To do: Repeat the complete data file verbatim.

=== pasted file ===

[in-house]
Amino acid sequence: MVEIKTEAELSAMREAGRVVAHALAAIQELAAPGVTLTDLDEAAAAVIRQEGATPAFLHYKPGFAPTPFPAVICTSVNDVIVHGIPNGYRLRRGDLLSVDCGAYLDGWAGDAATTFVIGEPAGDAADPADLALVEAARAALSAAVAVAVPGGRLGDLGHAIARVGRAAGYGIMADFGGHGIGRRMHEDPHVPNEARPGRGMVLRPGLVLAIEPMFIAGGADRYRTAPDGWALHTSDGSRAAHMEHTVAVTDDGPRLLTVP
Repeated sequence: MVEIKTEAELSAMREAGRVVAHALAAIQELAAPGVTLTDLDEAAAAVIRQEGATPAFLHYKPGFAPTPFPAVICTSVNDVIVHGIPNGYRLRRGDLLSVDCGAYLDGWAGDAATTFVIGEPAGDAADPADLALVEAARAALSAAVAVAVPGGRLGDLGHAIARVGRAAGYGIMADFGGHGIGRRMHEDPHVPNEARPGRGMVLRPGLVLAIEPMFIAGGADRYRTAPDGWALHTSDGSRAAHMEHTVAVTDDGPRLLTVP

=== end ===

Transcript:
[in-house]
Amino acid sequence: MVEIKTEAELSAMREAGRVVAHALAAIQELAAPGVTLTDLDEAAAAVIRQEGATPAFLHYKPGFAPTPFPAVICTSVNDVIVHGIPNGYRLRRGDLLSVDCGAYLDGWAGDAATTFVIGEPAGDAADPADLALVEAARAALSAAVAVAVPGGRLGDLGHAIARVGRAAGYGIMADFGGHGIGRRMHEDPHVPNEARPGRGMVLRPGLVLAIEPMFIAGGADRYRTAPDGWALHTSDGSRAAHMEHTVAVTDDGPRLLTVP
Repeated sequence: MVEIKTEAELSAMREAGRVVAHALAAIQELAAPGVTLTDLDEAAAAVIRQEGATPAFLHYKPGFAPTPFPAVICTSVNDVIVHGIPNGYRLRRGDLLSVDCGAYLDGWAGDAATTFVIGEPAGDAADPADLALVEAARAALSAAVAVAVPGGRLGDLGHAIARVGRAAGYGIMADFGGHGIGRRMHEDPHVPNEARPGRGMVLRPGLVLAIEPMFIAGGADRYRTAPDGWALHTSDGSRAAHMEHTVAVTDDGPRLLTVP